Friday, May 20, 2016

Texigryphaea corrugata pelecypod from the Duck Creek formation of Texas

Here is a fossil oyster shell from the Duck Creek formation that I found as float in the creek gravels. It belongs to the Genera Gryphaea Texigryphaea and is somewhat narrow with two undulations on the left valve (all Gryphaea Texigryphaea type oysters have a convex left valve and flat to concave right valve). As is often typical for oysters there are a number of seemingly overlapping growth lines that are hardly ever regular or flat. In profile the left valve is strongly recurved to nearly coiled over the right valve and angles off to one side a little. The interior of the valve is smooth and I don't see any obvious muscle attachment scars. The specimen I show below is missing it's right valve.

I am not familiar enough with the Gryphaea Texigryphea to ID this down to the species level. The excellent website North Texas Fossils lists two possible species for the Duck Creek formation: Gryphea corrugata (Say) and Gryphea washitaensis (Hill). I found another reference on Google Books in "The Lower Cretaceous Gryphaeas of the Texas Region" by Hill and Vaughan, USGS 1898. Even using the illustrations in that book I have a hard time deciding what I found as both species appear to be very similar looking to me. Indeed, the Authors have the same problem with specimens found in the Duck Creek formation (pg. 62) and postulate that the two species interbred with each other. So at this point I am going to call it Gryphaea Texigryphaea corrugata as that seems to be the most common species and also the "parent" species from which G. T. washitaensis developed.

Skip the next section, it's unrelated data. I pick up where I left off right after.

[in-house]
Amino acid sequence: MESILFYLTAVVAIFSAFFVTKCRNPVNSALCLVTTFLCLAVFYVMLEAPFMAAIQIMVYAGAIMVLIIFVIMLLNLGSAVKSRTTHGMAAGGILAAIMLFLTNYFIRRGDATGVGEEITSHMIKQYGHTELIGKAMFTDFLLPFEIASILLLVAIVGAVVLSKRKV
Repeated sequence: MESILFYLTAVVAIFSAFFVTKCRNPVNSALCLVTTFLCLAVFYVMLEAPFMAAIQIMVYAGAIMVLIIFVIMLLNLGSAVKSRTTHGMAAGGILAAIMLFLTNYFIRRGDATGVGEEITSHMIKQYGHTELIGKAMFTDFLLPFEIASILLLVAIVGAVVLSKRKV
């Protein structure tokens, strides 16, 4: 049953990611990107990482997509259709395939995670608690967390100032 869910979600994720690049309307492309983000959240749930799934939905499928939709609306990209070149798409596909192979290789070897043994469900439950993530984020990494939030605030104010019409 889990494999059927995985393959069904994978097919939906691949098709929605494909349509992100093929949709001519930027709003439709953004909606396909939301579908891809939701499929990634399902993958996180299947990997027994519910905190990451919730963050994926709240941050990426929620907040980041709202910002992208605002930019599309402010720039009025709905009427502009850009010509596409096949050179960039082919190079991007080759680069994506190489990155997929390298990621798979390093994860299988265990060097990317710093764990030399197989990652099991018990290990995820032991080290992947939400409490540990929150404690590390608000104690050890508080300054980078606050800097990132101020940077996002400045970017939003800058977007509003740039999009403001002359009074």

Update 6/6/16: A vigilant reader pointed out that the genera Gryphaea is restricted to Europe and that the equivalent in the Cretaceous of Texas/Oklahoma is Texigryphea. He also recommended an old issue of "Oklahoma Geology Notes", Vol 35, No. 2 which has an paper by Robert Fay titled "The Type Species of Mortoniceras and the Holotype Specimens of the Lower Cretaceous Texigryphaea of the Southwestern United States". It has some helpful information and a key that may be used to ID specimens of Texigryphaea. The link above takes you directly to the paper but if you click here you can go to the Oklahoma Geological Survey site and look through all 74 volumes (up to winter of 2014). There are a lot of good publications and information on their website.

Left valve top
Left profile
Right profile
Interior of left valve
Ventral view
Dorsal view

The above specimen comes from the Duck Creek formation which is Cretaceous (Albian stage) in age.

Compare G. T. corrugata to a few other species from the lower Cretaceous of Texas: Texigryphaea navia, Texigryphaea marcoui and Ilymatogyra arietina

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